Thursday, May 25, 2006

Ted Johnson

Anyone looking for an honest linebacker to safeguard their journey through life might give Ted Johnson a call. The former Patriot is in between his second and third careers right now.

Amid almost no fanfare, Johnson left his post as a commentator on WBZ-TV's pre- and post-game Patriots' broadcasts, saying he felt too uncomfortable analyzing (read: criticizing) the performances of his former teammates. Speaking as a former sports journalist, it's too bad Johnson is leaving the business. It needs guys (and gals) with the guts to confront a conflict of interest-even if the conflict was only in Johnson's own mind.

That's what made Johnson's decision so honorable. He cared more about his duty to his audience than it did.

The "Pats 5thQuarter" is a show devoid of information or entertainment. It gets a high rating catering to fans whose devotion to their team is so total they'd rather watch Bob Lobel stand outside a locker room than an actual game between two other NFL clubs. They watch the pregame show to see people predict a Pats' victory. They watch the postgamer to watch an utterly burnt Bill Belichick give one-sentence answers to reporters' questions as his soul longs for the comfort of a hot shower.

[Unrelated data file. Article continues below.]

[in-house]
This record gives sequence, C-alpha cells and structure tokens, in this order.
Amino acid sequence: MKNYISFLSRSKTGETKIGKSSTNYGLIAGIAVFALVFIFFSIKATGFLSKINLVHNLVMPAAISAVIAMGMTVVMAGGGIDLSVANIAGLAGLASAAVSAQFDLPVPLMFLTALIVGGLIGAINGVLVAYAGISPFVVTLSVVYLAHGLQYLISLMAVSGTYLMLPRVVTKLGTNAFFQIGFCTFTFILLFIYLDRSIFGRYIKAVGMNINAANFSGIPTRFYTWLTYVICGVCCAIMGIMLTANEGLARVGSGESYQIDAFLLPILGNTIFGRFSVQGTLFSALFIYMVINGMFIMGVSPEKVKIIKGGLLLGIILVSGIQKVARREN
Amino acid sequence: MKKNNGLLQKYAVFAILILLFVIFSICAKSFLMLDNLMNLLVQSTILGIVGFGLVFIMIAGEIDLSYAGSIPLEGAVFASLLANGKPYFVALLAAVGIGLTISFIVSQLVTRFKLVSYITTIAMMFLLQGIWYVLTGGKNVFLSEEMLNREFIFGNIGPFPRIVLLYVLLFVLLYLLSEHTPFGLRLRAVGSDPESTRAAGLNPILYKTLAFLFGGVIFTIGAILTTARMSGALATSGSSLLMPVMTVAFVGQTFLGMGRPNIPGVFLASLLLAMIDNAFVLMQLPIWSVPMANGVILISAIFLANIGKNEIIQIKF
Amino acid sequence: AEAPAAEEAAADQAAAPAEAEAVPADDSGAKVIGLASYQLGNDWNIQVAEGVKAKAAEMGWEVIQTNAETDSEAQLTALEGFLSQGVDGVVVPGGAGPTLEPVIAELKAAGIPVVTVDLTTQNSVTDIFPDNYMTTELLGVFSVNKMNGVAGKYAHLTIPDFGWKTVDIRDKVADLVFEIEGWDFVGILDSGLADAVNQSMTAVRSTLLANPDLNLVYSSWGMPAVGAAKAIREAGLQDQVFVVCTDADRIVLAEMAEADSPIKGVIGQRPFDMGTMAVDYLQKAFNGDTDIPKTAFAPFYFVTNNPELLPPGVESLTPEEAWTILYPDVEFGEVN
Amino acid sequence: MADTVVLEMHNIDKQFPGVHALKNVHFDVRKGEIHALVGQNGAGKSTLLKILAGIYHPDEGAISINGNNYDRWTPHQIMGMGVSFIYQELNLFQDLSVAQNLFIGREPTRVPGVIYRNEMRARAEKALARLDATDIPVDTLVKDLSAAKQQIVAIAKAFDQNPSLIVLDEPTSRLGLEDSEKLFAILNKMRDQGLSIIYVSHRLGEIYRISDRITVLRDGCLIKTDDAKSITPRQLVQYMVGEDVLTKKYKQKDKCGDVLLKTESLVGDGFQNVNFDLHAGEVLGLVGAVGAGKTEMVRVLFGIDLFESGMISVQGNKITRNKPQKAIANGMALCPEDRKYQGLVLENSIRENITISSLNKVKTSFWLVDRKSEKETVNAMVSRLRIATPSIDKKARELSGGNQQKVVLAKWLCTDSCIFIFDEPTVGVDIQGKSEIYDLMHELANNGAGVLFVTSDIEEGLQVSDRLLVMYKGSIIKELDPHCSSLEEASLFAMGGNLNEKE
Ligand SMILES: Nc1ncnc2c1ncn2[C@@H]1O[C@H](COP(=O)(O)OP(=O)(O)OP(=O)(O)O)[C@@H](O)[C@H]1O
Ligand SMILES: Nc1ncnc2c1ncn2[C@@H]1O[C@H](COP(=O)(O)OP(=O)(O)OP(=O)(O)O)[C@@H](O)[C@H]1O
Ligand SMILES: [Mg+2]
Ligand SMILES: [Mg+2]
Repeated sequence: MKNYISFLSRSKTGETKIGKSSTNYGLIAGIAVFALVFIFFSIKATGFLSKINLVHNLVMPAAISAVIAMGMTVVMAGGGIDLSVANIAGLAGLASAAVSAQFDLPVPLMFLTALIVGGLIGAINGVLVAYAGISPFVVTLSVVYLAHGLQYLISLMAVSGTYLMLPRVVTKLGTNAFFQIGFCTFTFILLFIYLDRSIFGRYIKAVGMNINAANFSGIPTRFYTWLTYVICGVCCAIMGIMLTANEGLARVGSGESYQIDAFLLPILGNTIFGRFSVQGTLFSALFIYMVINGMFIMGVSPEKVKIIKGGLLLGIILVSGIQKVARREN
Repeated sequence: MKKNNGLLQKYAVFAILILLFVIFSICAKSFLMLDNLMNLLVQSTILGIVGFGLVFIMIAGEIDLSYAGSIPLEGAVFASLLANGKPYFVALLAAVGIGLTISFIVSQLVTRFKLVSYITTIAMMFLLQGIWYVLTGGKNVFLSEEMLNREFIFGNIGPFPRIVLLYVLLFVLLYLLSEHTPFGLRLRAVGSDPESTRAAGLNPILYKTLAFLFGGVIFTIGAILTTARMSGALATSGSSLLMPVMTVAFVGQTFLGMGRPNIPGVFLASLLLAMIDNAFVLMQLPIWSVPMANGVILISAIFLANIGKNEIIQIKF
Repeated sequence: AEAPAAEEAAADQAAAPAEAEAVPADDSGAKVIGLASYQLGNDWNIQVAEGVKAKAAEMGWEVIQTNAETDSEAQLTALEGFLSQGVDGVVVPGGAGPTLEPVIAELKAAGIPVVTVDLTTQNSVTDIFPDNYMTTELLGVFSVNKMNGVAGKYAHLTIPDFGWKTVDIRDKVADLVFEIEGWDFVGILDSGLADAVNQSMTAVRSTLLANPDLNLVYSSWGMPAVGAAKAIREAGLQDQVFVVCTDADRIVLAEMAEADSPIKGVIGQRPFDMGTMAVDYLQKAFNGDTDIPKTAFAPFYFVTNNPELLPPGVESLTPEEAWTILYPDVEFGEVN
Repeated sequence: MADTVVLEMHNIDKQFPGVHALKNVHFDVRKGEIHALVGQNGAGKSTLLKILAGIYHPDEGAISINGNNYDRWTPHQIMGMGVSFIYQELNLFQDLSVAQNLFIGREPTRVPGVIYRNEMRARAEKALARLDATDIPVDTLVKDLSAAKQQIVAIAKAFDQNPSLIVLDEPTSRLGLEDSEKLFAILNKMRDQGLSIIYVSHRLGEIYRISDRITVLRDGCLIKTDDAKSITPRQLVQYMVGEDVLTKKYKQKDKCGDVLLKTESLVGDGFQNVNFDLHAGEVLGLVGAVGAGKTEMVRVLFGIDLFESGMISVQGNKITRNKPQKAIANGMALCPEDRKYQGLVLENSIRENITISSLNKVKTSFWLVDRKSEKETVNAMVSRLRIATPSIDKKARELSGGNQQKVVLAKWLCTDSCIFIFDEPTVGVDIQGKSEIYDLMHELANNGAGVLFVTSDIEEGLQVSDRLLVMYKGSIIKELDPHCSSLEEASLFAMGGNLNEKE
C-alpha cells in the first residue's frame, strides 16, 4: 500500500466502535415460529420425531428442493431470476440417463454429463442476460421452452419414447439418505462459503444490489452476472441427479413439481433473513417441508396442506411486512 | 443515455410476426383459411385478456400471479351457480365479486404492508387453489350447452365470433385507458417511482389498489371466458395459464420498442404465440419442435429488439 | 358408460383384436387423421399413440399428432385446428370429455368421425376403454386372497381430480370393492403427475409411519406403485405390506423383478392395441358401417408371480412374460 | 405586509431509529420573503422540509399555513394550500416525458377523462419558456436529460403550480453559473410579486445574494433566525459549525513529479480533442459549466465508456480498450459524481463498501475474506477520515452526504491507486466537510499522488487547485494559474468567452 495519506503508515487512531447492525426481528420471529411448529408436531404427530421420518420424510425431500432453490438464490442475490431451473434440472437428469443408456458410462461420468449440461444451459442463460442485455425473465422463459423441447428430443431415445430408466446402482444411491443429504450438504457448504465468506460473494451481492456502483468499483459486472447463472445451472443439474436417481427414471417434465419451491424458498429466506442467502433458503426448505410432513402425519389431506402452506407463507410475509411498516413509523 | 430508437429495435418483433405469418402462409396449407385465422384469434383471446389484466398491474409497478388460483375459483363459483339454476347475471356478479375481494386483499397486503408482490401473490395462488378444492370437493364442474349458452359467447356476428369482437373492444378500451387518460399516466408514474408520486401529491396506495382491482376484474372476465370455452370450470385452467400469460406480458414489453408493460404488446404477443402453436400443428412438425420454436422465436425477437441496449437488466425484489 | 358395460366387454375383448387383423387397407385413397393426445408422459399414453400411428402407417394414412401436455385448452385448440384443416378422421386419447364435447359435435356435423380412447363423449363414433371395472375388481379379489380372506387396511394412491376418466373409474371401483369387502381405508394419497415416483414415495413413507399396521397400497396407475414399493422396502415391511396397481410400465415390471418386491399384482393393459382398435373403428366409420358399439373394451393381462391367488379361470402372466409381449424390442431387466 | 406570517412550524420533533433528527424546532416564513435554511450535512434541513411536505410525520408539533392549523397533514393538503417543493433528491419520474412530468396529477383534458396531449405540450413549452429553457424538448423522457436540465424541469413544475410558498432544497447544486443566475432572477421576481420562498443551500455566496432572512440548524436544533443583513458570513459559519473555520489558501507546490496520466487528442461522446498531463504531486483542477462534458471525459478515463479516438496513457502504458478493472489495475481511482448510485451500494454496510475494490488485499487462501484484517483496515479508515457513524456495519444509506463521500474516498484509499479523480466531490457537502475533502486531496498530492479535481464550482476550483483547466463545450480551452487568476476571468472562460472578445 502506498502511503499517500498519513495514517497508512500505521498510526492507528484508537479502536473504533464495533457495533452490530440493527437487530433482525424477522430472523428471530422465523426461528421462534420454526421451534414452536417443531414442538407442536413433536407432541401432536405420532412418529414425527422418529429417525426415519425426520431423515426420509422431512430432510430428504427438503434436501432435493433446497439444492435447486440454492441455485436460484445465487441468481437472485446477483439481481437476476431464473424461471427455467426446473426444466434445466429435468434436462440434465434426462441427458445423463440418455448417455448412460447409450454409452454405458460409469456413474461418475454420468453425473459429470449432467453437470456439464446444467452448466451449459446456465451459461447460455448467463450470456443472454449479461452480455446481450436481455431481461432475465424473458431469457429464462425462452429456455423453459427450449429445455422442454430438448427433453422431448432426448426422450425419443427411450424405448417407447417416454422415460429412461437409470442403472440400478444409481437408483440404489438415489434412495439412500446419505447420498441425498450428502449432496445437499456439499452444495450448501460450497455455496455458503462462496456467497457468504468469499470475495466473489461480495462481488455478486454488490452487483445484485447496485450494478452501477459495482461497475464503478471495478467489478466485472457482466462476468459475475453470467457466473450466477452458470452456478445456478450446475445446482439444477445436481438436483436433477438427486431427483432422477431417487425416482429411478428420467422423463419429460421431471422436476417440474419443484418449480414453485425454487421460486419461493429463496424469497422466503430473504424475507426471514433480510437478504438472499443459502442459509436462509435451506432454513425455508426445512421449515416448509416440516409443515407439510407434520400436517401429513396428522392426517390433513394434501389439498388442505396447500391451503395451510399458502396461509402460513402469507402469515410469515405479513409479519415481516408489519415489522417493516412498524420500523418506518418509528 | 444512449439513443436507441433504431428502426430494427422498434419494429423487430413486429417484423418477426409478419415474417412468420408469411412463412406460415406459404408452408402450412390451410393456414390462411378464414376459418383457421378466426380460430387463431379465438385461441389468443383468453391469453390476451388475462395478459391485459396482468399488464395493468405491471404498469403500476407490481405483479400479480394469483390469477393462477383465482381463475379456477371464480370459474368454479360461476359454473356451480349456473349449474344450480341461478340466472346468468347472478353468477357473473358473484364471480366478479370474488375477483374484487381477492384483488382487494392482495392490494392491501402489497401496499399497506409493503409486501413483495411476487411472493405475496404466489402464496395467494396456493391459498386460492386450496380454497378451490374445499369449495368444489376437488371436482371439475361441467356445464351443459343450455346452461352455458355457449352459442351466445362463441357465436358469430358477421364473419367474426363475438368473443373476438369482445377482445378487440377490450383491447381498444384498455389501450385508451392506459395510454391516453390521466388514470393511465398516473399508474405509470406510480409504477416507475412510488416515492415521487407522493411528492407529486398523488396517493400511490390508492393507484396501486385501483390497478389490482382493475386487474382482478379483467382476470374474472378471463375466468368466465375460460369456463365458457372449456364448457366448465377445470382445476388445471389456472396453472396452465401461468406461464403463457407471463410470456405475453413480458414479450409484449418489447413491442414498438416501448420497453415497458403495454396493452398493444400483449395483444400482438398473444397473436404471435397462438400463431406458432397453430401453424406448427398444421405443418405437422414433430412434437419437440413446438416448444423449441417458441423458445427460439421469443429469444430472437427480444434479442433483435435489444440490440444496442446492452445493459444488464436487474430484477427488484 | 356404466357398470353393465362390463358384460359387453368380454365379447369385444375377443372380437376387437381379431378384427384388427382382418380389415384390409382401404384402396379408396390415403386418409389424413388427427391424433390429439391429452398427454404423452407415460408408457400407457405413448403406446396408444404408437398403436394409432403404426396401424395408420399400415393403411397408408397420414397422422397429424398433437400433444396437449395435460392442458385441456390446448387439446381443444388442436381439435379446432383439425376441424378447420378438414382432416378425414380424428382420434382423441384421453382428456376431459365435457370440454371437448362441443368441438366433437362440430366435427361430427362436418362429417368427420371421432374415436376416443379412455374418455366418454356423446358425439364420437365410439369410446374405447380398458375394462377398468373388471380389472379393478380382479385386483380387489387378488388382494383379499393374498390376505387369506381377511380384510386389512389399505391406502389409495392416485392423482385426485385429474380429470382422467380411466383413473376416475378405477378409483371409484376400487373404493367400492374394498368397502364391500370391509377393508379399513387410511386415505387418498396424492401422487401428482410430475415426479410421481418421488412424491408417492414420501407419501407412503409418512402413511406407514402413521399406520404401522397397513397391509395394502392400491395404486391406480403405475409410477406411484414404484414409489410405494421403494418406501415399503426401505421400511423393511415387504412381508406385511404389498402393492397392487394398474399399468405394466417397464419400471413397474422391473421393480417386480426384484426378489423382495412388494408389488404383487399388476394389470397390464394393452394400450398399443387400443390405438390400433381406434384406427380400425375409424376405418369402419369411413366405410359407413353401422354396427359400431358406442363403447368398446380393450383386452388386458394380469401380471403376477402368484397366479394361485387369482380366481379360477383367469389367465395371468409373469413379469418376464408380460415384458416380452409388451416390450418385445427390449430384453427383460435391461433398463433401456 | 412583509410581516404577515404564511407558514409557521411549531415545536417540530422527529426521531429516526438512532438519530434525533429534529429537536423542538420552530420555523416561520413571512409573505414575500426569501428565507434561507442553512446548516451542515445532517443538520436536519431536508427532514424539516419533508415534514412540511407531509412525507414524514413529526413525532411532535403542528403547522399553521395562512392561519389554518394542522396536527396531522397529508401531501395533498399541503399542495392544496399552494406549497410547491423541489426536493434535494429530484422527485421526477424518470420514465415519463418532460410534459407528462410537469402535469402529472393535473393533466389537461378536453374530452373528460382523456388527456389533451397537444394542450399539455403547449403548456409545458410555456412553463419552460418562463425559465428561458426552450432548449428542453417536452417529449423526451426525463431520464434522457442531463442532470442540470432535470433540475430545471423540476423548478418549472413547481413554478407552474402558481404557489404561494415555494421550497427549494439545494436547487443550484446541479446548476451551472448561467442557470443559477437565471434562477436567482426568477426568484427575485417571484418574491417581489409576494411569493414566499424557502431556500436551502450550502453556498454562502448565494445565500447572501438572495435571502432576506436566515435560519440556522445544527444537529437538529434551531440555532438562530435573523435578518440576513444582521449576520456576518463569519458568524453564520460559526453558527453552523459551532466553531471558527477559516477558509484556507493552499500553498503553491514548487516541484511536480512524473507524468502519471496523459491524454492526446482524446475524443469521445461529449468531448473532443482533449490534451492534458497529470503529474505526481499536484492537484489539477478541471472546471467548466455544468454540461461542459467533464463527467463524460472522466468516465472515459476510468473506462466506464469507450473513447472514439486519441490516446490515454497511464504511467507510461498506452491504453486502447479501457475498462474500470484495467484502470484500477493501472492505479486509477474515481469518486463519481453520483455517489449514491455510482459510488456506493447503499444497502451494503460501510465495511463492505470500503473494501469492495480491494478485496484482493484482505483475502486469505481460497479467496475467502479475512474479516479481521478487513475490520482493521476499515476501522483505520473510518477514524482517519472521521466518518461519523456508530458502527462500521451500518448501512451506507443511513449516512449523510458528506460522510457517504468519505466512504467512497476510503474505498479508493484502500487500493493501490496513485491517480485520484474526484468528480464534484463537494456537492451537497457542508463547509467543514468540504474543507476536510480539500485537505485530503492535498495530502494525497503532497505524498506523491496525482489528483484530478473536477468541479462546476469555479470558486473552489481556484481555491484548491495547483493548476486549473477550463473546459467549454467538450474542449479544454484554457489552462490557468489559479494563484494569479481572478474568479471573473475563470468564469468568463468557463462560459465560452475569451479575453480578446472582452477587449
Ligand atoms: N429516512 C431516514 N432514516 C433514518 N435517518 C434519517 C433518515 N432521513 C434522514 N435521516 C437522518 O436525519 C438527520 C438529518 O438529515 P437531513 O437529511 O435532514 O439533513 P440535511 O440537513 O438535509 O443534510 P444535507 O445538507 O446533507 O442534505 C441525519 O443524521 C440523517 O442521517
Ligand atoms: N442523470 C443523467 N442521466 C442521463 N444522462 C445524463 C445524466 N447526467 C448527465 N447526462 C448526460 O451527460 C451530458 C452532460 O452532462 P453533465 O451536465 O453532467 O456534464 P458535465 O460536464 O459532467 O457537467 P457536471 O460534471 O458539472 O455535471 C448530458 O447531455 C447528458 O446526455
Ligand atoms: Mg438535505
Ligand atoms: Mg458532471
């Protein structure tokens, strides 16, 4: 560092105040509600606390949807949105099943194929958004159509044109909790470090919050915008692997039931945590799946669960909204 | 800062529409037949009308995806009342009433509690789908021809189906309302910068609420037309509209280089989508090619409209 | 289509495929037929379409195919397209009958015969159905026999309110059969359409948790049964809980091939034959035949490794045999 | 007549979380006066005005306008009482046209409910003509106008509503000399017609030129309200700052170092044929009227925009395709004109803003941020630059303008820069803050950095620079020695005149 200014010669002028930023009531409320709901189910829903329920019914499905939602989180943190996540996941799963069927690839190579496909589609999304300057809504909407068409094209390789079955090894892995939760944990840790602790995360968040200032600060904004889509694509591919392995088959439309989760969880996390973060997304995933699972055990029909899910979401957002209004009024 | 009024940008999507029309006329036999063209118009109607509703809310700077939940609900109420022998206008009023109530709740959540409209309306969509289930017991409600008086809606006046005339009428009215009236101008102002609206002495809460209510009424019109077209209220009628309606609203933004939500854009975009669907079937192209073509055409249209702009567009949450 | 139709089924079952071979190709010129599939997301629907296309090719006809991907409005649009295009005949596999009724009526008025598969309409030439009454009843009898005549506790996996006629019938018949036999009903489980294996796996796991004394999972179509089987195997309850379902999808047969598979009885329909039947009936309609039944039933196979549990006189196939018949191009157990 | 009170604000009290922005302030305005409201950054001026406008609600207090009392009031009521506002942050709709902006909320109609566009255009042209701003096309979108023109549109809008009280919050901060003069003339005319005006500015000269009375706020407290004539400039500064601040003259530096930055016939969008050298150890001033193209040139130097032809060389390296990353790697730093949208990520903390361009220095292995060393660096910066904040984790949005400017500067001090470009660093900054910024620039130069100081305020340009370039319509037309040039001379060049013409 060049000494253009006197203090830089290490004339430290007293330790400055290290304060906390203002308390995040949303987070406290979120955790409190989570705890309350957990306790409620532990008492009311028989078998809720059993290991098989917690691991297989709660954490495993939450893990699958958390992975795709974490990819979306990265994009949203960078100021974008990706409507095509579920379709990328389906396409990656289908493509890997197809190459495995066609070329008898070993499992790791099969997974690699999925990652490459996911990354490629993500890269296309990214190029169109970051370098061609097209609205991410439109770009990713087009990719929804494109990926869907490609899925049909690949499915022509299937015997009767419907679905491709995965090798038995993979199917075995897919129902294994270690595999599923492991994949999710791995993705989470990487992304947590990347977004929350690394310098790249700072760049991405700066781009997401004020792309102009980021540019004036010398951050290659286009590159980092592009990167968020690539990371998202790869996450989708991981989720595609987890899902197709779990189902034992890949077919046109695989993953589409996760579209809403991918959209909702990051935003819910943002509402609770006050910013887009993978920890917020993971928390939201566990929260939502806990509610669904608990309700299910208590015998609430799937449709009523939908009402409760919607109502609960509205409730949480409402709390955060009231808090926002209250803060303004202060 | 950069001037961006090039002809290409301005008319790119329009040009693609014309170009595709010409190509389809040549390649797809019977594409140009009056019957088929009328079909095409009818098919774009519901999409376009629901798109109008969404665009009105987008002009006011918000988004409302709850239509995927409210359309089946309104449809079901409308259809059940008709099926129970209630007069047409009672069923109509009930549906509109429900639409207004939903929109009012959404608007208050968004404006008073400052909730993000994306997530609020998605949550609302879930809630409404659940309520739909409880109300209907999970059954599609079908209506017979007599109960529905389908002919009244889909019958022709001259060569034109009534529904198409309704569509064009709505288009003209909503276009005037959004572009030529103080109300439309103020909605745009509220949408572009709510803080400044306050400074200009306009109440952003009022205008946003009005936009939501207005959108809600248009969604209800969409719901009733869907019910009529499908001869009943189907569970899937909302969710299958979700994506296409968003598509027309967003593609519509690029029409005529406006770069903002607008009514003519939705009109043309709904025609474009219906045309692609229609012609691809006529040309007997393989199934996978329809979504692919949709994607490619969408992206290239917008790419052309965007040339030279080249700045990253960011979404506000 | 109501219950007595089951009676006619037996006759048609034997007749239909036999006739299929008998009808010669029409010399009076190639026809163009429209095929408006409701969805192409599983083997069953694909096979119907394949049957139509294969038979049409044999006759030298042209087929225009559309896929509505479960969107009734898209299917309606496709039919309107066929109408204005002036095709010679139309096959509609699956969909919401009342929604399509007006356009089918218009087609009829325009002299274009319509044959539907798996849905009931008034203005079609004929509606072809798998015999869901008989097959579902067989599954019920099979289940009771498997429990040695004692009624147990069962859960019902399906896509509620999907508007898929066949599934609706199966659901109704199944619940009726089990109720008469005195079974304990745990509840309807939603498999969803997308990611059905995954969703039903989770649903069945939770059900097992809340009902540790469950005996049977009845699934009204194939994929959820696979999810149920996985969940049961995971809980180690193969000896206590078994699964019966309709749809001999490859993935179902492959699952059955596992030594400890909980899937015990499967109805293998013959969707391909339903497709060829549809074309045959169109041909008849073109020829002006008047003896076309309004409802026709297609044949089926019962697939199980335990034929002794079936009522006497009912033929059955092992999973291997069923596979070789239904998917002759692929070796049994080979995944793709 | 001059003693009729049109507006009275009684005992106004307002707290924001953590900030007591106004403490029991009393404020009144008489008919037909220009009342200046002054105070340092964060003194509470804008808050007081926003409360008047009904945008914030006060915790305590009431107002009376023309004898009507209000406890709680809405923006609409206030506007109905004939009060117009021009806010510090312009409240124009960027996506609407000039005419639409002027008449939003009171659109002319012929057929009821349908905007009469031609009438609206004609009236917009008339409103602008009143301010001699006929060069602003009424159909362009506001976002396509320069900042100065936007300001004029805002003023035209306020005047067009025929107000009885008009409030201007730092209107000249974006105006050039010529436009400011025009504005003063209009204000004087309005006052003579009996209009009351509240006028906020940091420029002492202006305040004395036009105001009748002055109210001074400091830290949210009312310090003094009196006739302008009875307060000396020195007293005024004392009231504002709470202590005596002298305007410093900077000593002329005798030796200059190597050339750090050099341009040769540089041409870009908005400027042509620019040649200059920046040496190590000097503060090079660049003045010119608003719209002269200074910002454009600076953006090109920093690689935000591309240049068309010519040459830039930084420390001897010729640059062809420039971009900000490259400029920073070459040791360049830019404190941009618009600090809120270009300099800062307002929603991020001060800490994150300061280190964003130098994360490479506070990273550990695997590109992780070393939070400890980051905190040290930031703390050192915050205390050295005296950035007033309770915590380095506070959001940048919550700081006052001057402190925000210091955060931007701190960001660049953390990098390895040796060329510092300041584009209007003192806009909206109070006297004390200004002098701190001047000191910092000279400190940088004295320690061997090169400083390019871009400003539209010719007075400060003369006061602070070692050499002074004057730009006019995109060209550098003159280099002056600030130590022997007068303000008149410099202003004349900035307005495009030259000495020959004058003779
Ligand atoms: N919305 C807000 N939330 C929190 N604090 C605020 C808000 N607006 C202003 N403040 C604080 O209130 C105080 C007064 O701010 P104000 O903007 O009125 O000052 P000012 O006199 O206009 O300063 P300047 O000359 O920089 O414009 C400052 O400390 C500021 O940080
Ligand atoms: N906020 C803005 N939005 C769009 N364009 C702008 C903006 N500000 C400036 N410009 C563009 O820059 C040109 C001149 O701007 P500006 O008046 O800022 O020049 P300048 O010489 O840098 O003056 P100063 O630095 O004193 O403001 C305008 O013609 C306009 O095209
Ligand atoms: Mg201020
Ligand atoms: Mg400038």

Johnson could have kept his post and tossed nothing but verbal posies at the Pats for many seasons to come. The audience would have eaten it up. There's more than one ex-jock in Boston earning a good living doing just that.

Johnson couldn't. He knew his true responsibility to his audience was to call 'em as he saw 'em and let the chips fall where they might, whether the audience liked it or not. It's depressing how many professional broadcasters who never played sports would rather curry favor than tell the truth. Boo-ya! Here was a man with a built-in excuse for pulling his punches who couldn't draw a paycheck for giving less than his all to his employer. May Johnson's tribe increase in every line of work there is.

The old fairy tale that football builds character never recovered from the trial of Orenthal James Simpson. We don't know who or what built Johnson's character.

We do know they built well.


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